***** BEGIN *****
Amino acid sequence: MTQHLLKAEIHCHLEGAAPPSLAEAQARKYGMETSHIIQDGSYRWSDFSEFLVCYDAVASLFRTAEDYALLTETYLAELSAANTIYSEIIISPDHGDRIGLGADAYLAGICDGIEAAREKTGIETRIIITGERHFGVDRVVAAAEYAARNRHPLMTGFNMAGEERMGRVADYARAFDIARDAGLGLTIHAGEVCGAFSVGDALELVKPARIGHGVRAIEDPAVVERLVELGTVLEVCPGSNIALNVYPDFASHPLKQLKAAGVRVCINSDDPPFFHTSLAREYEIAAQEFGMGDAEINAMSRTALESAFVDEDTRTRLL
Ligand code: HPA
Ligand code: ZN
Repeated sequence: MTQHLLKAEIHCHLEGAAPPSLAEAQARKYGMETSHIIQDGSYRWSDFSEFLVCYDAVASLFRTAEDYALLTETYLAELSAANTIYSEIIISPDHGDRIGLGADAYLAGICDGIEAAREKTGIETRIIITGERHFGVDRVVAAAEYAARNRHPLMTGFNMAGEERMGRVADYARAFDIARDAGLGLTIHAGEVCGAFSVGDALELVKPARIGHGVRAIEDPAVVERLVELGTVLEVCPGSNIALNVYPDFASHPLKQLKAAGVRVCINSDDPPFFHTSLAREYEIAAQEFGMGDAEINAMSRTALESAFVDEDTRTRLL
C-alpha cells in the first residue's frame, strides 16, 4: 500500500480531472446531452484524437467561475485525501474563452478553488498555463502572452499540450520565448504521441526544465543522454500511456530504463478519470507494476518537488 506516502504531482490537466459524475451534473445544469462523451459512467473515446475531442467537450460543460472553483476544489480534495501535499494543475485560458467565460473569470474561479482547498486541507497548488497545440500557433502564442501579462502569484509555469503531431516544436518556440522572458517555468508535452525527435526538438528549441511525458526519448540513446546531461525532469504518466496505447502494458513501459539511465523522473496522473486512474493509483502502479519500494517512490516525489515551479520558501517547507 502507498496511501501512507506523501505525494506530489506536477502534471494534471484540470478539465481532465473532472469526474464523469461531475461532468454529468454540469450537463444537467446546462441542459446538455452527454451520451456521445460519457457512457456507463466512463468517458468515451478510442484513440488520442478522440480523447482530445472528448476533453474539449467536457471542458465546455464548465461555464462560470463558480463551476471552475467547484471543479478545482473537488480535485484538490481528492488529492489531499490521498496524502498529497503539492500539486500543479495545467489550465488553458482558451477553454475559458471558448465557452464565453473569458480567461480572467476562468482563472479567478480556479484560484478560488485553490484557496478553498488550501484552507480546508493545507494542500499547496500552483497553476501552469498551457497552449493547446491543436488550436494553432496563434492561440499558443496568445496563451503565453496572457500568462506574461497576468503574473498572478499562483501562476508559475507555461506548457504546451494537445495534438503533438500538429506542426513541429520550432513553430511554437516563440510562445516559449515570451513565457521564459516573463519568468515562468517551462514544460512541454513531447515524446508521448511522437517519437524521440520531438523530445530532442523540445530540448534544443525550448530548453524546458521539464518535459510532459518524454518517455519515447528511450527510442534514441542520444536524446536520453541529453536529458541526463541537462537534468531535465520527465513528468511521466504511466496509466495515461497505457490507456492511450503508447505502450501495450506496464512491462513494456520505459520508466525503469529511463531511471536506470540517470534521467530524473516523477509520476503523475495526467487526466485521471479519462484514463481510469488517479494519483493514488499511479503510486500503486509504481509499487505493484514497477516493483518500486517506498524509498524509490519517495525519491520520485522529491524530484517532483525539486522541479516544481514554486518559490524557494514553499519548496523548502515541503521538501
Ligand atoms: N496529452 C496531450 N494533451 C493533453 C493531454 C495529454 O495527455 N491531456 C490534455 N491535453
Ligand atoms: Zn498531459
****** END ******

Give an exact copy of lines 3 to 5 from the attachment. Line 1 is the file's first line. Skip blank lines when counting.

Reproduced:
Ligand code: ZN
Repeated sequence: MTQHLLKAEIHCHLEGAAPPSLAEAQARKYGMETSHIIQDGSYRWSDFSEFLVCYDAVASLFRTAEDYALLTETYLAELSAANTIYSEIIISPDHGDRIGLGADAYLAGICDGIEAAREKTGIETRIIITGERHFGVDRVVAAAEYAARNRHPLMTGFNMAGEERMGRVADYARAFDIARDAGLGLTIHAGEVCGAFSVGDALELVKPARIGHGVRAIEDPAVVERLVELGTVLEVCPGSNIALNVYPDFASHPLKQLKAAGVRVCINSDDPPFFHTSLAREYEIAAQEFGMGDAEINAMSRTALESAFVDEDTRTRLL
C-alpha cells in the first residue's frame, strides 16, 4: 500500500480531472446531452484524437467561475485525501474563452478553488498555463502572452499540450520565448504521441526544465543522454500511456530504463478519470507494476518537488 506516502504531482490537466459524475451534473445544469462523451459512467473515446475531442467537450460543460472553483476544489480534495501535499494543475485560458467565460473569470474561479482547498486541507497548488497545440500557433502564442501579462502569484509555469503531431516544436518556440522572458517555468508535452525527435526538438528549441511525458526519448540513446546531461525532469504518466496505447502494458513501459539511465523522473496522473486512474493509483502502479519500494517512490516525489515551479520558501517547507 502507498496511501501512507506523501505525494506530489506536477502534471494534471484540470478539465481532465473532472469526474464523469461531475461532468454529468454540469450537463444537467446546462441542459446538455452527454451520451456521445460519457457512457456507463466512463468517458468515451478510442484513440488520442478522440480523447482530445472528448476533453474539449467536457471542458465546455464548465461555464462560470463558480463551476471552475467547484471543479478545482473537488480535485484538490481528492488529492489531499490521498496524502498529497503539492500539486500543479495545467489550465488553458482558451477553454475559458471558448465557452464565453473569458480567461480572467476562468482563472479567478480556479484560484478560488485553490484557496478553498488550501484552507480546508493545507494542500499547496500552483497553476501552469498551457497552449493547446491543436488550436494553432496563434492561440499558443496568445496563451503565453496572457500568462506574461497576468503574473498572478499562483501562476508559475507555461506548457504546451494537445495534438503533438500538429506542426513541429520550432513553430511554437516563440510562445516559449515570451513565457521564459516573463519568468515562468517551462514544460512541454513531447515524446508521448511522437517519437524521440520531438523530445530532442523540445530540448534544443525550448530548453524546458521539464518535459510532459518524454518517455519515447528511450527510442534514441542520444536524446536520453541529453536529458541526463541537462537534468531535465520527465513528468511521466504511466496509466495515461497505457490507456492511450503508447505502450501495450506496464512491462513494456520505459520508466525503469529511463531511471536506470540517470534521467530524473516523477509520476503523475495526467487526466485521471479519462484514463481510469488517479494519483493514488499511479503510486500503486509504481509499487505493484514497477516493483518500486517506498524509498524509490519517495525519491520520485522529491524530484517532483525539486522541479516544481514554486518559490524557494514553499519548496523548502515541503521538501